In any case, there is a need to examine critically (with the help of quantitative data) as to how well or otherwise we are doing in the area of modern S & T research. Is it possible that assertions that there is nothing of any consequence being done in our country in terms of S & T research are often merely impressionistic? It is notorious that many of our scientists come to know of the work of their colleagues only when they meet in a conference abroad! As there is not much direct interaction amongst even bur scientists working in the same field, it is possible that we may not have a realistic picture of what exactly our national research output in any area amounts to. Also, there exists no central place in our country which maintains up-to-date and comprehensive information on all the research output emanating from our country in various spheres. The meeting therefore repeatedly stressed the urgent need to have a widely accessible and reliable national data-base on all our research activities so that one can easily get a correct picture of the kind of activity that is taking place in any given area. If it is indeed the case that our efforts are scattered widely and unproductively over too many areas, then it will also enable us to decide as to which activities should be terminated, which should be strengthened and expanded, etc.
Another issue that came to the fore during the discussions was the nature of our links with the foreign S & T communities. (Even though references are normally made to the so-called 'international S & T community', it appears that what one is really talking about largely is the Western S & T community - North American and European, to be specific). Suggestions such as that we should not send our papers to foreign journals, or that we should acquire a distinct national identity etc. evoked the apprehension in some scientists that we were being isolationist. There seemed to be a genuine fear amongst some that such steps would weaken our links with the Western S & T community and that it would be disastrous for modern S & T work in our country. For example it is a fact that even many of our senior and leading scientists would feel quite insecure if they do not continue to send their papers abroad .regularly, or do not get invited for a conference abroad peri-odically. In spite of the fact that linkages with the Western S & T are given such a great importance, we however do not seem to have made any critical examination and assessment of how exactly our S & T efforts benefit from such linkages.
One view is that is helps us to be 'up to date' and 'keep in touch with the latest developments'. But in the absence of our having any viable and long-term plan of how to utilize such information and knowledge to strengthen and further our own work, such contacts and the importance attached to them may actually be distracting us from laying down our own priorities and plans of action. While such contacts, under the prevalent value system in our S & T set up ("the West-looking syndrome"), may further the personal fortunes or careers of some individual scientists, it appears that they may actually be having an unsettling and disruptive influence on the S & T work in our country as a whole. While nobody is demanding that we severe all contacts with the West in S & T matters, it should be realized that the present levels of dependence (at individual as well as collective levels) is turning us into mere consumers of the ideas and products of Western S & T; like a drug addict, we fear total destruction if the next dosage of 'foreign contact is threatened! What is being suggested is that we should collectively regulate the nature and extent of such contacts so that, instead of weakening, they would aid in strengthening our own activities here.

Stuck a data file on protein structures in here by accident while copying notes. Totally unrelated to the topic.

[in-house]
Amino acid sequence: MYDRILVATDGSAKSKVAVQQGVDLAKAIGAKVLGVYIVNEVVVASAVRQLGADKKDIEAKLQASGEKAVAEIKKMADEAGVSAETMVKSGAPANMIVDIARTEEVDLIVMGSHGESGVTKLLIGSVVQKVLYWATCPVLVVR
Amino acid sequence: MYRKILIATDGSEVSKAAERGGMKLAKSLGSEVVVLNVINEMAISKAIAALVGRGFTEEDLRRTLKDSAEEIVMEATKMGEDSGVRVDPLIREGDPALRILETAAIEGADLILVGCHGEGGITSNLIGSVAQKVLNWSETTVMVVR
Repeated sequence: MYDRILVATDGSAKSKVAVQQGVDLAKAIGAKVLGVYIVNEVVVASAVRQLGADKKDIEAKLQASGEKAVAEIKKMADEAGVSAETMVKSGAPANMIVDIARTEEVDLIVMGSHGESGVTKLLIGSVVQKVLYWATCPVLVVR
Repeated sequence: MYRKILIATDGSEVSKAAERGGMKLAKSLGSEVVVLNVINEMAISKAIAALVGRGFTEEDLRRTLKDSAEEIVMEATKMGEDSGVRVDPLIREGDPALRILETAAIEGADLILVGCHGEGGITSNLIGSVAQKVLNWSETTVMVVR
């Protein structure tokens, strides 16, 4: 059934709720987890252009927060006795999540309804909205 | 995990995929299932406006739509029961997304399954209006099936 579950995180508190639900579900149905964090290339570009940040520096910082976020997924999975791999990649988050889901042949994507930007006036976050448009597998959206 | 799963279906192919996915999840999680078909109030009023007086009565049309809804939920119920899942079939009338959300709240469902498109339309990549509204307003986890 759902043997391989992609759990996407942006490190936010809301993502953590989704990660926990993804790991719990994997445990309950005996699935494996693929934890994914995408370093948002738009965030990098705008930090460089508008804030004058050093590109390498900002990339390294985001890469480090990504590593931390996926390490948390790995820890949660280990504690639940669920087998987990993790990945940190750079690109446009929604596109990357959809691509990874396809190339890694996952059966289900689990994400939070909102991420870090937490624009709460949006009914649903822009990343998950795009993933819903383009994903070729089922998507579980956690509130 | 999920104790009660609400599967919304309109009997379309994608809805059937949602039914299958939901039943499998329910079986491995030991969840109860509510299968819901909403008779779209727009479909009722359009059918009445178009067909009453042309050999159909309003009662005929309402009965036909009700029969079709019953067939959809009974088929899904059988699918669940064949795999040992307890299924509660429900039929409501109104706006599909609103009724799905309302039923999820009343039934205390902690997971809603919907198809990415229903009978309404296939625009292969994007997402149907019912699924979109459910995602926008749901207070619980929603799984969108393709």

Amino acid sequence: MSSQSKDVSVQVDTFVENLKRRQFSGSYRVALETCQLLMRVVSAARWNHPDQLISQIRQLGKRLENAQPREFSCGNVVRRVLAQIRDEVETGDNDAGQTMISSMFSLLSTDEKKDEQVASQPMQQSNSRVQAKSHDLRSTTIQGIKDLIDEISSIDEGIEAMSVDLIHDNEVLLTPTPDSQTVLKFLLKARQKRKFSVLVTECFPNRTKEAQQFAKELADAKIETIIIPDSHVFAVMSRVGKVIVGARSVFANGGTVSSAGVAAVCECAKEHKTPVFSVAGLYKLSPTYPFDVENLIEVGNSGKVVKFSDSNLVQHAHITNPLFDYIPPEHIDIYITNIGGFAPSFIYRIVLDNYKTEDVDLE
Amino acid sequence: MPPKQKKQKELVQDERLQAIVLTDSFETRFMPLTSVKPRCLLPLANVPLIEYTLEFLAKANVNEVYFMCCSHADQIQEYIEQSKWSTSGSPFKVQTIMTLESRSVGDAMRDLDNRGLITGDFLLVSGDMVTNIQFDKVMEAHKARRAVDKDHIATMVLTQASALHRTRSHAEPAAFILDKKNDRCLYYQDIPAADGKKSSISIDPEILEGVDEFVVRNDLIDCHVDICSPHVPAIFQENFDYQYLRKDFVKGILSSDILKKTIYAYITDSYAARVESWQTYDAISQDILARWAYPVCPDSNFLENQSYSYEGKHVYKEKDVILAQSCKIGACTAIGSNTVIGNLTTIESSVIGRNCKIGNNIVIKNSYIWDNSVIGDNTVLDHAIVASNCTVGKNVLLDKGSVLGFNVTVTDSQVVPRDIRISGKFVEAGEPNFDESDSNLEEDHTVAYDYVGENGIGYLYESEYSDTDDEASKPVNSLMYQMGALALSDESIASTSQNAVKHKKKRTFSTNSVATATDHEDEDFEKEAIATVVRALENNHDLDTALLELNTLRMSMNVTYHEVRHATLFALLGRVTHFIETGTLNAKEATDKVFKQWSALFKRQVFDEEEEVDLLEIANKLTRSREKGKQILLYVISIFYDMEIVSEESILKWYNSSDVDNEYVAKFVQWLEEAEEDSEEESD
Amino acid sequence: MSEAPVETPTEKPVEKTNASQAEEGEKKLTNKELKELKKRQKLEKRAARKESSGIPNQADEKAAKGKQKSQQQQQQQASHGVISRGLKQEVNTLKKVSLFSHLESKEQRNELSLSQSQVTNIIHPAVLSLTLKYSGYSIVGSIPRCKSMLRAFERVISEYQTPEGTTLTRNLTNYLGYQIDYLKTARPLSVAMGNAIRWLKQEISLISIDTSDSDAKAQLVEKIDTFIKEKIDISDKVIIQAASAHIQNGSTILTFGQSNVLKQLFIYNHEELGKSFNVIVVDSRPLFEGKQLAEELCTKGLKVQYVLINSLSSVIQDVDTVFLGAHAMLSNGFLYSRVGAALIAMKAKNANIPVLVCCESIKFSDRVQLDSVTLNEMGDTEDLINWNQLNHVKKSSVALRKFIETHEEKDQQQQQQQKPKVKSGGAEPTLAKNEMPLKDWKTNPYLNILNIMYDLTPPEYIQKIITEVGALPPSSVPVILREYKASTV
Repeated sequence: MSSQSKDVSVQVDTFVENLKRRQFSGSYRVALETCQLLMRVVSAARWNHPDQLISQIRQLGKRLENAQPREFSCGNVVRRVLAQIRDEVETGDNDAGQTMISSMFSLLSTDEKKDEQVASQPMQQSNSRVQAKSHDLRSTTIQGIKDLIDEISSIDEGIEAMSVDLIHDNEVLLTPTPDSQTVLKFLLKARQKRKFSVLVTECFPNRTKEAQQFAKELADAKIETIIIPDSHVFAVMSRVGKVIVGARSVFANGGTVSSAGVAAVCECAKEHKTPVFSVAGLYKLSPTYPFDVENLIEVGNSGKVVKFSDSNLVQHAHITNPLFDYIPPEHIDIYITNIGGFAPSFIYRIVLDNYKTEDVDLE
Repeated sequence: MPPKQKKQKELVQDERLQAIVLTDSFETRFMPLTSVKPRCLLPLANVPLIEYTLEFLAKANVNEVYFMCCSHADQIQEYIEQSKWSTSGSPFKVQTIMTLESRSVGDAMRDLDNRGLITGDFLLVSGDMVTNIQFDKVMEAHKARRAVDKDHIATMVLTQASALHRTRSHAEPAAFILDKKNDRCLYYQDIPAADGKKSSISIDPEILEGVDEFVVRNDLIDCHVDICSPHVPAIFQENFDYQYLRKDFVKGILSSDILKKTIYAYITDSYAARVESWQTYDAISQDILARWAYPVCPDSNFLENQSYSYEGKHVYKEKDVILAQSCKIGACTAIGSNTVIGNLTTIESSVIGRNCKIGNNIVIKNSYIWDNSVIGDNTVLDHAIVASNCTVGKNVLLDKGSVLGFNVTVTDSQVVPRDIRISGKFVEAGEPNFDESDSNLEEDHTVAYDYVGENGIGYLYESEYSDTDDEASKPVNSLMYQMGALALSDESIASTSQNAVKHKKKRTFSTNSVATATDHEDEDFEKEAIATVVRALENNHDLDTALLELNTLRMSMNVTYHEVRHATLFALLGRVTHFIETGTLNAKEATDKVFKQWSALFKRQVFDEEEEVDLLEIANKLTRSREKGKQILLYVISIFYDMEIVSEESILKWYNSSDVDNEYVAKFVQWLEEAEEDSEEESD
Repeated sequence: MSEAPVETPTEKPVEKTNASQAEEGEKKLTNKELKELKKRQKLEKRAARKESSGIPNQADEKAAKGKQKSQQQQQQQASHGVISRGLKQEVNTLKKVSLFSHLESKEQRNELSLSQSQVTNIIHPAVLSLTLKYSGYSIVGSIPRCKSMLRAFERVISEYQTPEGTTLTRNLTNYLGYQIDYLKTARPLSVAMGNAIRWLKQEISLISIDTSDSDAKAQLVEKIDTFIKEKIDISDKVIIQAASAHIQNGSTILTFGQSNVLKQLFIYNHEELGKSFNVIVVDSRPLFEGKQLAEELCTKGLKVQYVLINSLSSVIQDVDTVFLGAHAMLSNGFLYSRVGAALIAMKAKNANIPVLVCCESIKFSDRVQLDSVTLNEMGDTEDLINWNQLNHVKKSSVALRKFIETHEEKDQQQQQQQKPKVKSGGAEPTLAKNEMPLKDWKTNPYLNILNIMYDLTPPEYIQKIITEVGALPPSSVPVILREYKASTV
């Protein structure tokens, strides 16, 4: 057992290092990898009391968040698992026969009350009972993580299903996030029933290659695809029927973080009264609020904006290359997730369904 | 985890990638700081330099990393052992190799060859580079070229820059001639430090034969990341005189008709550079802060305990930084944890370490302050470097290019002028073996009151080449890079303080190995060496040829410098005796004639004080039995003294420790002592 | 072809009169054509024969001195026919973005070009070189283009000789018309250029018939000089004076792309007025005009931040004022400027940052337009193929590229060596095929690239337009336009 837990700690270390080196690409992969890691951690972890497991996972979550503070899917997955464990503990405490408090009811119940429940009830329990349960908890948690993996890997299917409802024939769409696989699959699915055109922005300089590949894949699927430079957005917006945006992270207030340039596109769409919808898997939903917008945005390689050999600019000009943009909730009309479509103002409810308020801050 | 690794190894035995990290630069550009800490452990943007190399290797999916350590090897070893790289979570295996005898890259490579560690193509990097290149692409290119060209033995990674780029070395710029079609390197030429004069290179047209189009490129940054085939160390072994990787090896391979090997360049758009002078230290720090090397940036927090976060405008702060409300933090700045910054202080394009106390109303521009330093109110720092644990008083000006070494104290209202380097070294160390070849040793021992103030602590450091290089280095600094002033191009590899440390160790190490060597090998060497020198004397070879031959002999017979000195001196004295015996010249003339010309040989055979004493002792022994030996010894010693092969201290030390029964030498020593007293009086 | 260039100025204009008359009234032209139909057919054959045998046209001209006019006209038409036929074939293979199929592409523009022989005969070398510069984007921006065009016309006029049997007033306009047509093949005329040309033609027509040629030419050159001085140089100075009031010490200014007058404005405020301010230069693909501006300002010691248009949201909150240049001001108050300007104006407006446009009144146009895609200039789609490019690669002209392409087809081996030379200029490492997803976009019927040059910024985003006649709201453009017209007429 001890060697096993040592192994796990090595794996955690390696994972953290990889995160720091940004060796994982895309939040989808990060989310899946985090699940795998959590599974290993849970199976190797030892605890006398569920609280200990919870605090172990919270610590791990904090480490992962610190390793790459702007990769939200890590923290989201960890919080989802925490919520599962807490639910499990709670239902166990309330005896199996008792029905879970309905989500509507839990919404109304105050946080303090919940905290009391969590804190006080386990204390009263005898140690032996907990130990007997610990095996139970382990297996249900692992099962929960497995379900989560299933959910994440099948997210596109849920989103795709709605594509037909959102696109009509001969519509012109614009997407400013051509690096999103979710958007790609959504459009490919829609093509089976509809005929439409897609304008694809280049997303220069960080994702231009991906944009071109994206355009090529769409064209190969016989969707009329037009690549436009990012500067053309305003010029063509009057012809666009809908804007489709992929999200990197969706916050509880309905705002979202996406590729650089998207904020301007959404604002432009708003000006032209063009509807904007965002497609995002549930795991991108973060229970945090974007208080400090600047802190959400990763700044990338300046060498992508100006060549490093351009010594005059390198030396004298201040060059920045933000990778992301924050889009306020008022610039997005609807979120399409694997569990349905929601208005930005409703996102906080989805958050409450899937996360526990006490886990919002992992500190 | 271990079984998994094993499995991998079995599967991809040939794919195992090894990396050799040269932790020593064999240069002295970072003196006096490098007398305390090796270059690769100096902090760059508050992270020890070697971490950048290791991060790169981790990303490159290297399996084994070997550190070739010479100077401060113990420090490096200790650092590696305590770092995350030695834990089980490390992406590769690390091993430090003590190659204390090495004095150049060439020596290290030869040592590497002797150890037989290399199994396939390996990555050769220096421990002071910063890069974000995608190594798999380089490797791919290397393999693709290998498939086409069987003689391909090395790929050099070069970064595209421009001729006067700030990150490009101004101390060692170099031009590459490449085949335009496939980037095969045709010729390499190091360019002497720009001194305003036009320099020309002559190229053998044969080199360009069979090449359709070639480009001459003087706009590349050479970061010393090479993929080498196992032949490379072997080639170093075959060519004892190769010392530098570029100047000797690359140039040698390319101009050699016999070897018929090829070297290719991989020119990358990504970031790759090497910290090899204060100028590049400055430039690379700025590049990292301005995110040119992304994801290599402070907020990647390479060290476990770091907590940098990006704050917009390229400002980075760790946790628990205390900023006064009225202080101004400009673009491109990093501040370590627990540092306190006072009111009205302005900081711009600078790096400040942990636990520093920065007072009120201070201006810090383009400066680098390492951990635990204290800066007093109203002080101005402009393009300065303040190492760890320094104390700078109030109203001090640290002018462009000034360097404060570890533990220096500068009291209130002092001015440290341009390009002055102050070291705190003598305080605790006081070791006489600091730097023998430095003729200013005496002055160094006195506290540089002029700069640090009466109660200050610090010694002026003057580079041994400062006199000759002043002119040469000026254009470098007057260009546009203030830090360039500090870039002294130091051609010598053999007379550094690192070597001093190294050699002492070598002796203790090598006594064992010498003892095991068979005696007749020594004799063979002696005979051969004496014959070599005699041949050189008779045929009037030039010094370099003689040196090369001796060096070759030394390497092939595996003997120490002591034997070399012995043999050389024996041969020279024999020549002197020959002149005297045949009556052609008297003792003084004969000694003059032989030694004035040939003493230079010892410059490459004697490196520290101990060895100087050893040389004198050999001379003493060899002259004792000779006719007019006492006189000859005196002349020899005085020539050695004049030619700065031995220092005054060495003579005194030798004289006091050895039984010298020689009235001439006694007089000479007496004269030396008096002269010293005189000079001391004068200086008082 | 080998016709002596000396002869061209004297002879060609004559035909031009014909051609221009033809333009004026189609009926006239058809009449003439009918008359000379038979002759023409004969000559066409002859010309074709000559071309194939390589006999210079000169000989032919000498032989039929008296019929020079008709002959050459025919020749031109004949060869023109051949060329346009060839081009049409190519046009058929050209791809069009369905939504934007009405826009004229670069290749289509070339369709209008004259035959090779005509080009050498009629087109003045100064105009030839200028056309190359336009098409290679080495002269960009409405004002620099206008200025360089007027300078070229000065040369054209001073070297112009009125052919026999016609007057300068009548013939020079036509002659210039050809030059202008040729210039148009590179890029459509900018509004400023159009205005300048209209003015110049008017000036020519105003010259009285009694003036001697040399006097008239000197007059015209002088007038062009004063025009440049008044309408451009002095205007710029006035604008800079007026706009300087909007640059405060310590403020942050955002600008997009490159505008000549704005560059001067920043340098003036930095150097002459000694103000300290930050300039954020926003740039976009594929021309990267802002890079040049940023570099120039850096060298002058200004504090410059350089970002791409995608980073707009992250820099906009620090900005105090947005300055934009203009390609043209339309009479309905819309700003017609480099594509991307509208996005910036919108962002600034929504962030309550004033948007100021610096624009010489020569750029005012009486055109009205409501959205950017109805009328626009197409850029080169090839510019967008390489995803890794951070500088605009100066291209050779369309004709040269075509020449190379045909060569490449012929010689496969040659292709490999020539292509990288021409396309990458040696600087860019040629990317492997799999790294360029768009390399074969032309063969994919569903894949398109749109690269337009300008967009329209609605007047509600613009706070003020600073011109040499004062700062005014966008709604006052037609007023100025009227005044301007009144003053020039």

And a word in passing about the type of things that we do not seem to want to learn from our contact with the West. We do not seem to care much to find out how exactly the West has gone about setting up functional and dynamic institutions of modem S & T there and how they are sustained and this, notwithstanding all our infatuation with precisely the same institutions and their functioning. For example, hardly any of our leaders in sciences seem to be aware that the CERN, Geneva, has all along enforced a policy that the work supported by it must be published in European journals alone. Or that a suggestion that the French scientists should publish increasingly in English was seen by the French Prime Minister as threatening French civilization itself. Or that at the early stages of the development of American journals, the American scientists had come forward to voluntarily meet their page charges, And so on. The point is, we do not seem to have cared much to learn about the nature of the serious, systematic and disciplined efforts that must have gone into making the Western S & T institutions (including the journals) as strong as they appear to us today.
A certain discussion that took place on the second day of the meeting, a discussion that got to be quite heated at time, is worth recalling here as it is quite revealing in many ways. Suggestions had often been surfacing in the meeting that maybe we should think in terms of laying down certain regulations and restrictions that require our scientists to publish at least a part of their work in our journals. Many in the gathering felt very vehemently that such legislation' in matters of scientific research were quite unhealthy and wrong and had very little chance of succeeding any way. Appreciating this view, a suggestion was mooted that we all voluntarily take a pledge to send most of our better papers to our own journals. This, strangely enough, evoked even stronger protests from all those who had come out against any form of 'legislation' or 'compulsion'. The idea was opposed even on grounds that taking a pledge was unscientific! The ensuing discussion raised such passion that one leading scientist even threatened to leave the country if such 'compulsions' were brought on him in matters of scientific work!
It is perhaps true that many of the viewpoints that came up in the meeting on matters relating to the modern S & T set up in our country have already been aired publicly before. The elite sections of S & T establishment in our country, particularly its top leadership, have for quite some time now been putting forward frank and often quite harsh assessments of the present state of modem S & T work in our country. Many of the views expressed publicly at the highest levels of our S & T set up are such as to take the wind out of the sails of even the severest of its critics! When such pronouncements are analyzed and its implications worked out, it appears possible to draw a few conclusions regarding the perceptions and comprehensions presently prevailing amongst the elite sections of our S&T set up. Some of these are: